The Exhibition Traditional Markets of the Canary Islands, organized by the Ministry of Tourism, Industry and Commerce of the Government of the Canary Islands, can be visited from today, Friday, January 14, at the Central Market of Las Palmas. In this exhibition, which reveals the origins of the island’s arcades, the role of women in the commercial fabric is highlighted and a journey through the history and heritage legacy of these spaces in the Canary Islands is made.
For the area counselor, Yaiza Castilla, this traveling exhibition, which could already be visited last month at the Mercado de Nuestra Señora de África in Santa Cruz de Tenerife, is a unique opportunity to learn about the importance of food markets in Canarian society. “They are a symbol of our traditions, of our idiosyncrasy and are an essential part of our commercial fabric,” he says. For this reason, he invites everyone to visit this exhibition and to “learn a little better about our origins”.
The Traditional Markets of the Canary Islands exhibition is itinerant in nature and is made up of thematic panels in which images and historical plans stand out, many of which are unpublished. In them, there are QR codes that will provide added value to the exhibition, since visitors will be able to find other audiovisual resources on the history and architecture of this type of historic establishment. In addition, the exhibition has a digital version (https://www.gobiernodecanarias.org/comercio/exposicion/index.html), in which historical documents and old photographs of the arches of the Archipelago can be consulted.
The General Director of Commerce of the Government of the Canary Islands, David Mille, highlights that this mixed exhibition version is a commitment by Comercio de Canarias to value traditional markets, not only from the point of view of commercial exchanges, but also of historical and cultural heritage. “With this initiative we wanted to investigate the past of the Islands, our traditions and the heritage linked to these places of supply”, explains Mille, who highlights the importance of these markets today, as promoters of local products and as a social meeting point.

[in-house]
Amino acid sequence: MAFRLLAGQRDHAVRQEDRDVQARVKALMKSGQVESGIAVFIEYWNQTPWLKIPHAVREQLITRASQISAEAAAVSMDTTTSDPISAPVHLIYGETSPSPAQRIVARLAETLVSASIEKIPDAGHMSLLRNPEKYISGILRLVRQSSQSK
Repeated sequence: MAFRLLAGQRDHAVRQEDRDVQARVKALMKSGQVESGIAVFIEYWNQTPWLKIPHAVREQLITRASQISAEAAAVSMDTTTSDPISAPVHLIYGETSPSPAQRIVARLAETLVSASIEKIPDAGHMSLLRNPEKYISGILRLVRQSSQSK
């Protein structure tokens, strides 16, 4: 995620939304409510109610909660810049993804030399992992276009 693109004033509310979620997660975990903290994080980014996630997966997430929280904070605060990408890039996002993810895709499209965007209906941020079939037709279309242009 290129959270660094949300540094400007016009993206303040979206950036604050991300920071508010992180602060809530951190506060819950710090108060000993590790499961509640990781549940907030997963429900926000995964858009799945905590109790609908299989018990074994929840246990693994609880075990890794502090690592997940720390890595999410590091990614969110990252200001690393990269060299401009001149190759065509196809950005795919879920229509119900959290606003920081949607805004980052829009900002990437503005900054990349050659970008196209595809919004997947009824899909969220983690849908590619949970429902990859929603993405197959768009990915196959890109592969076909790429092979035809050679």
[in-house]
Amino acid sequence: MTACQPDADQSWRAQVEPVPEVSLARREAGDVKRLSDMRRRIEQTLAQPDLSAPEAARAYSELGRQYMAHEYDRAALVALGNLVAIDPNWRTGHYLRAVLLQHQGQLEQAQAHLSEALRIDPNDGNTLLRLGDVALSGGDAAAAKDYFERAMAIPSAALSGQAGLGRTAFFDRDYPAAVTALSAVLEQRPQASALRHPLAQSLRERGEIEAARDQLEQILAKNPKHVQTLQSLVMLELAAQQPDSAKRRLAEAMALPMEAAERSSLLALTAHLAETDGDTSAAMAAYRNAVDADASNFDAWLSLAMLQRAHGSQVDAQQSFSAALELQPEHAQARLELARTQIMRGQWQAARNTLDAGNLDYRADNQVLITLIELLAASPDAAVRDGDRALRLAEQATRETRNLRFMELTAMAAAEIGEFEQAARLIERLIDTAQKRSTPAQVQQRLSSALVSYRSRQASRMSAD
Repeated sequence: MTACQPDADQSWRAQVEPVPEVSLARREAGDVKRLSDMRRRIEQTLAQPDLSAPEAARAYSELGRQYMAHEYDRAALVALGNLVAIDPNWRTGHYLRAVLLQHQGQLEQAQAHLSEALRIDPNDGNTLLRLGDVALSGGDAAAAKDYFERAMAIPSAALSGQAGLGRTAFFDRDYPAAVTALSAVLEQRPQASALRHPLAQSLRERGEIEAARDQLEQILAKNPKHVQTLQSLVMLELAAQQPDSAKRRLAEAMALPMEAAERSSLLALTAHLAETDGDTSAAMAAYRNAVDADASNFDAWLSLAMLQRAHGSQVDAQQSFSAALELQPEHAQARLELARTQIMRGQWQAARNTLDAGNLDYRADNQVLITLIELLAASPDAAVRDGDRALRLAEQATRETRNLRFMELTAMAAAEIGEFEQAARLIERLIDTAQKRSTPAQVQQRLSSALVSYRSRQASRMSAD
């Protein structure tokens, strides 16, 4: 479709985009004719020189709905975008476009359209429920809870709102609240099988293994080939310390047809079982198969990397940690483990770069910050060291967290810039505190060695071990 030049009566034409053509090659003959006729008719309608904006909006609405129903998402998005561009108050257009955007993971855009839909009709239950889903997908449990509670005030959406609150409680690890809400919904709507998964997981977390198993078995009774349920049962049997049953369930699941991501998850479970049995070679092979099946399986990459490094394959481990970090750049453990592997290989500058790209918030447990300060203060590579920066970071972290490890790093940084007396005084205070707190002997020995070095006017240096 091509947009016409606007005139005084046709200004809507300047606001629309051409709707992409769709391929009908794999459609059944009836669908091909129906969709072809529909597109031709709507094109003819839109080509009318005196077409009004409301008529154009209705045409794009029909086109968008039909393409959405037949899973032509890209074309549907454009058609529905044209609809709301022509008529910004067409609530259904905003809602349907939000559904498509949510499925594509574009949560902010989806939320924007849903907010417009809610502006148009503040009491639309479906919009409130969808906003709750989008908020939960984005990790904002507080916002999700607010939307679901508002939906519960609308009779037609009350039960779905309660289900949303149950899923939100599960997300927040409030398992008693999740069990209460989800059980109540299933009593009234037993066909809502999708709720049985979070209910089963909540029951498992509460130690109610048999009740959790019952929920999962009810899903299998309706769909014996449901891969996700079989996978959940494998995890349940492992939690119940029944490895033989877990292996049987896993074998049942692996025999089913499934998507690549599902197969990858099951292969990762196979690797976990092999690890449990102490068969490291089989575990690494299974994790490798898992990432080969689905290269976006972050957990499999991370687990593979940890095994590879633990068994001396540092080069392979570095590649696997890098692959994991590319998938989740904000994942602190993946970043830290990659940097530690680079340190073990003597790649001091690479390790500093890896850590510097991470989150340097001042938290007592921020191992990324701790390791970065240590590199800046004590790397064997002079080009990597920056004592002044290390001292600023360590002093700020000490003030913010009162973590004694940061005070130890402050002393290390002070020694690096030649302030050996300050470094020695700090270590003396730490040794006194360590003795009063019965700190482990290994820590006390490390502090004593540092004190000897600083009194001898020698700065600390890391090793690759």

For its part, the Manager of the Central Market, Carmen Delia González Quintana, recalls the evolution that these facilities have undergone, in which, in addition to local products, artisan products are also offered. And it highlights how merchants have been making their businesses more dynamic over the years, to offer direct and specialized treatment to customers.
The explanatory panels that make up this exhibition show the origins of traditional markets as a source of supply in the Islands and the preponderant role of women in domestic trade, which is also notable today. But, in addition, it shows how the very architecture of these spaces has been adapting over the years, moving from the streets and squares of the towns to their own buildings. Likewise, a tour of the recesses of the different islands is made.
It should be noted that traditional markets are still deeply rooted in Canarian culture and society today. Thus, there are currently more than 70 facilities of this type spread throughout the Archipelago, in which the marketing and consumption of local products are promoted.